Each year, the girls who participate with Strong Women, Strong Girls engage in a service-learning project.  They use their voices to spotlight a cause of concern, and take tangible and proactive steps to combat the problem.  In the process, they are building leadership and civic engagement skills, along with a hefty dose of self-esteem!
I spoke with SWSG mentor Alana Clark, a junior who is enthusiastically leading the group of mentors at Simmons College in Boston, about the Trotter Elementary School girls’ choice to lessen their impact on the environment and act as leaders to protect our land and resources.
How did your group of girls pick their service-learning project?
The service learning project that Trotter Elementary is doing is Going Green.  Every week the girls learn about one of the “three Rs” (reduce, reuse, and recycle), learn how they can help improve their local environment, while also working towards the goal of buying and preserving two acres of land in the rainforest.  The girls are selling cookies in their schools and communities to not only raise money to preserve land, but also to raise awareness about environmental issues in their communities.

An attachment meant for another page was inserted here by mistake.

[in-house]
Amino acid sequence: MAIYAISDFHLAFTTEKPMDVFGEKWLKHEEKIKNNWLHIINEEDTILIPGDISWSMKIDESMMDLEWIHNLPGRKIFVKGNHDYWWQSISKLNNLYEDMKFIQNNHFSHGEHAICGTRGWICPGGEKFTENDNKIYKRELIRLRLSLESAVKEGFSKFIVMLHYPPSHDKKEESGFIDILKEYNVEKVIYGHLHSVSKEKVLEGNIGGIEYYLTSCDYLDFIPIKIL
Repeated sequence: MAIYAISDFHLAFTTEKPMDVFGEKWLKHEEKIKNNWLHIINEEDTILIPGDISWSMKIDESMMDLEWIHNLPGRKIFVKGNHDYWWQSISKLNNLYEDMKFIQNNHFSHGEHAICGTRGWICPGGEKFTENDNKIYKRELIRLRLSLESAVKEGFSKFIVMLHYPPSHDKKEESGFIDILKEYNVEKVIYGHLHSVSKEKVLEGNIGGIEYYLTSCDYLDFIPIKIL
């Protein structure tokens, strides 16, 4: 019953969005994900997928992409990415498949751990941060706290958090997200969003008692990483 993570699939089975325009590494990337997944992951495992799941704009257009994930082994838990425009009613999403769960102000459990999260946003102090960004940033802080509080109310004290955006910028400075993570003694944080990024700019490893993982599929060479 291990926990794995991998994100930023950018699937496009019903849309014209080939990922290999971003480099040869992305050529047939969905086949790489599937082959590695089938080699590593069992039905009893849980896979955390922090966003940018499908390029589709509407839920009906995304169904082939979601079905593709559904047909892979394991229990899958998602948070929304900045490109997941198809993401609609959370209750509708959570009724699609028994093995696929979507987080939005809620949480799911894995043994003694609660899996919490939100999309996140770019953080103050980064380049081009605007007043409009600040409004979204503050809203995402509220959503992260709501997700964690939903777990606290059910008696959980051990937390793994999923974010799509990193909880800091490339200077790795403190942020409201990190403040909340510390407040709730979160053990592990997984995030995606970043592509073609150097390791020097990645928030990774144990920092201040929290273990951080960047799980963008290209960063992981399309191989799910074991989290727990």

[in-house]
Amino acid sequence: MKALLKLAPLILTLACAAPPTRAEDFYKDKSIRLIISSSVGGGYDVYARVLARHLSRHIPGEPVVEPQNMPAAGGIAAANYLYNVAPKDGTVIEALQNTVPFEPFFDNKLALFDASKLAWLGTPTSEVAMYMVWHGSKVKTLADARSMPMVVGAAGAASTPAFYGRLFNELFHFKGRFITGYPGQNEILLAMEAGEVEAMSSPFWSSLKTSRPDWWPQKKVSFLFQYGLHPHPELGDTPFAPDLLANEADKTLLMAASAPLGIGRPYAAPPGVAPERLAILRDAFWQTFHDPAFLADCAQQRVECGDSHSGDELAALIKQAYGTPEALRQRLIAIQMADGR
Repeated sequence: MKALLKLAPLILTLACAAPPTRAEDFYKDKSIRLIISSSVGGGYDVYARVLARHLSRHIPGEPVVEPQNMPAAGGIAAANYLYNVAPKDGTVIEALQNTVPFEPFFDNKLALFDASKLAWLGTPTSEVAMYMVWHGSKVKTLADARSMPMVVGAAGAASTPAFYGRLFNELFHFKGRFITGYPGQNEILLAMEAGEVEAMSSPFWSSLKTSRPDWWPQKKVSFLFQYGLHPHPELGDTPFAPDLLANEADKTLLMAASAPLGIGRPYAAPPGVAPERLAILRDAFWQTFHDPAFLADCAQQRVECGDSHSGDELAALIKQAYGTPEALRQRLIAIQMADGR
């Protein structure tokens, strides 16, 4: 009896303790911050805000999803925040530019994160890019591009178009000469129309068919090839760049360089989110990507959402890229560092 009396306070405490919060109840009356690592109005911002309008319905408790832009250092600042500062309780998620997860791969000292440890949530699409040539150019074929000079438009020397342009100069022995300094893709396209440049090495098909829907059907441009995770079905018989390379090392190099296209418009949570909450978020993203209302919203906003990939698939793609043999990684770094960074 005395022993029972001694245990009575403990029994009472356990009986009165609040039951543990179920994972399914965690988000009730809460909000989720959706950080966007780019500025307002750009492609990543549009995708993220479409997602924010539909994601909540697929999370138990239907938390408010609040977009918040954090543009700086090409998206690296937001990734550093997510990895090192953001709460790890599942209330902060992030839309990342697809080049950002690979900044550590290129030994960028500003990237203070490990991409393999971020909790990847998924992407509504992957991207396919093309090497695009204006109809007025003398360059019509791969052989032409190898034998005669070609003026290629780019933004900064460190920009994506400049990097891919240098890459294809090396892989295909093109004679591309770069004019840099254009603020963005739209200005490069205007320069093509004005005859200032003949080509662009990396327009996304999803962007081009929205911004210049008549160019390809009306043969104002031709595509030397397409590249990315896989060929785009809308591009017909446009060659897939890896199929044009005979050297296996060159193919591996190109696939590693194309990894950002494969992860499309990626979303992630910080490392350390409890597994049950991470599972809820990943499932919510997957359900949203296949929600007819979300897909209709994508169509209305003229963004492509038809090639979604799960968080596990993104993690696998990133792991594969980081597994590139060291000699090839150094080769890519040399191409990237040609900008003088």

At the beginning of the semester we asked the girls what they wanted to improve in their community.  We told them community could mean their school, their city, the world, or anything in between.  The majority was most concerned about the environment, both locally and globally, so we decided we would use the weekly lessons to show the girls how they can help their local environment while working towards the goal of protecting the rainforest.
I understand that the girls furthered their civic engagement in “Going Green” by creating shower clocks.  How did this fit into the theme?
The shower clocks were part of a lesson in which we learned about the importance of reducing our water use.  We learned that in some countries there are many people that do not have enough water to survive or live healthy lives.  The girls saw the injustice in taking showers over 5 minutes when many people do not have enough water to drink.  We made shower timers using sand so that the girls can make sure they are not wasting time in the shower.  We also talked about the importance of preserving the rainforest because so much of the world’s freshwater is from the rainforest.
What are you hoping the girls learn from this service project?
I hope the girls will learn that there are small steps they can take to be more “green”.  Last week we planted beans and talked about how a great way to be less dependent on grocery stores, which use and waste many resources, is to plant their own gardens.  The girls really understood the importance of growing your own food and were enthusiastic about doing it on their own.
Most of all, I hope this project inspires the girls to believe that they can make a difference in their communities.  I think it is incredibly powerful that the girls picked something in their community that needs change and then we work on it and by the end of the semester we have over $100 to give to preserve rainforest land.  They will also have more knowledge and understanding to share with their peers on the importance of caring for the environment.  This project shows the girls that they can be leaders and change-makers in their communities.